Welcome to the week one round up of the Hangar 45 student project!
Here you will see some of the progress I have made with this task on a weekly basis and see me talk about some of the challenges and (more importantly) solutions that I deal with.
To start us off I can say that at this stage all main character concepts have been finalized.
Here you can see the changes from rough silhouettes to final concepts –
I always like to start with silhouettes wherever possible. This allows for fast experiments with shape and more importantly “feel” for a design by changing basic shapes and creating a better identity… This step is usually more time consuming as if something doesn’t work on this super early stage… it’s better left alone or changed drastically.
Next it’s time to fill out the shapes with primary details – large shapes that show how the design is broken up and how it works in 3D space along with some ideas on how smaller details are going to factor in. This doesn’t take as much time as step 1 (15-30min per sketch) as it basically filling in or exaggerating some of the shapes you already have.
Next steps would be to come up with more detailed sketches for a 3D artist to read and make a model of… buuuut seeing as how I am also the 3D man for this one I don’t really need to tell my self too much (maybe 1-2 napkin doodles)
Character Engine Test
As a proof of concept I decided to go against my initial schedule of completing all the mechs at the same time towards the final portion of the project and built up one of the more simpler designs as imported it into the engine.
This was useful as it gave a few days to play around with some file optimization options, import settings and accommodate new findings into the development of the other models.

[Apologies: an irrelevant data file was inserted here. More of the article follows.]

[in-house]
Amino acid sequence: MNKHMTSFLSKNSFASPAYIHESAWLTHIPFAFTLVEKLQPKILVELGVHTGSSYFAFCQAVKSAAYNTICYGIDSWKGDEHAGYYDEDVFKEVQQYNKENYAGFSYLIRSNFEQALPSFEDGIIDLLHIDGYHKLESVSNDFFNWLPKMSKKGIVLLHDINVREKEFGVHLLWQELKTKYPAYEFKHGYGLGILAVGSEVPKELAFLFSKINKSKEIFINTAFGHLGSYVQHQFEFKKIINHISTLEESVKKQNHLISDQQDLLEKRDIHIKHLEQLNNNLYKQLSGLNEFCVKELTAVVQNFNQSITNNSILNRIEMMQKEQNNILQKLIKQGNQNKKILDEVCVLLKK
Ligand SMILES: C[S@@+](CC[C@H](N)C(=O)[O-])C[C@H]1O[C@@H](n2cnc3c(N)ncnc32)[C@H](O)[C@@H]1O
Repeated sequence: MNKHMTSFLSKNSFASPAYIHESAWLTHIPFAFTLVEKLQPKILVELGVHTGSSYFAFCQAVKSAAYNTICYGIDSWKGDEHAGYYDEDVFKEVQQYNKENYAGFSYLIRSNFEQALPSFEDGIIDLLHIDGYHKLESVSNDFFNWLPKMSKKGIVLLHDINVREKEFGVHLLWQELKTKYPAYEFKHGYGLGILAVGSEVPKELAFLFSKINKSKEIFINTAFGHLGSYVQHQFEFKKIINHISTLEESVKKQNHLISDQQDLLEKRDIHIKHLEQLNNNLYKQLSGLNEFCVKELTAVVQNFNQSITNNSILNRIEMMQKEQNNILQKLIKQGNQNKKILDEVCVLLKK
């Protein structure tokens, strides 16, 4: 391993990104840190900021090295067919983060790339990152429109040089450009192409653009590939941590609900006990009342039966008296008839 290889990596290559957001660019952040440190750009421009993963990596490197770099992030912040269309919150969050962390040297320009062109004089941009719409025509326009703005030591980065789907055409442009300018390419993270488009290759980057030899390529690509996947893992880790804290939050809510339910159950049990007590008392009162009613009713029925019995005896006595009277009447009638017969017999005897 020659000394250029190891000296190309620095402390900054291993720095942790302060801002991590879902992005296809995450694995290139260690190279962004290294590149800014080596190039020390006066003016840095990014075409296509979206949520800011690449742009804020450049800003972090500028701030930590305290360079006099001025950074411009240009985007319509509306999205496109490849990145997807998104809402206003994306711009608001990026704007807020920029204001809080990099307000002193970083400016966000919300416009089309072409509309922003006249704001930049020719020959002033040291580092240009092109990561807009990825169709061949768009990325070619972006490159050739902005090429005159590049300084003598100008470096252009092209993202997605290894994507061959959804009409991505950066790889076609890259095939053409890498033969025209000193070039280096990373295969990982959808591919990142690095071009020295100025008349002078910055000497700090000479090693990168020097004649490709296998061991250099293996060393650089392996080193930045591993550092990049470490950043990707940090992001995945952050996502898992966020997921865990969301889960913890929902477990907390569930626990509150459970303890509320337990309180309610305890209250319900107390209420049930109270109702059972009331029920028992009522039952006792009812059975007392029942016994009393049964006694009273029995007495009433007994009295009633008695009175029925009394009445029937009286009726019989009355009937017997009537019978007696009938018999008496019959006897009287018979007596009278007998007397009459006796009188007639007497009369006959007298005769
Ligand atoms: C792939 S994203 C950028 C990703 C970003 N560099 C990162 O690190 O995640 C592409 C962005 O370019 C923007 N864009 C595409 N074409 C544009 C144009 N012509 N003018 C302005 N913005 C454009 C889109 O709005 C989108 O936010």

*High-poly model in Keyshot*
*In-Engine Test 1*
In the end this experiment identified
- Some normal-map import issues from Zbrush to UE4, these were resolved by inverting the Green channel on the textures which made the surfaces react to light more accurately.
- Vertex import issues – UE4 would sometime rebuild imported vertexes automatically which would result in issues with lighting and performance, I disabled the feature for better results.
- My tessellation solution is extremely versatile in such that it can produce high quality visuals from meshes with as little as 54 polygons – the final aim is around 100k triagles per model, which gives me the chance to really push some of the details.
- Better UV layouts for smaller meshes
So there you have it all the stuff I’ve nailed down in one week. Overall I feel that I managed to make a solid foundation slightly more solid with some extra RnD at the start while also finalizing the character styles and numbers.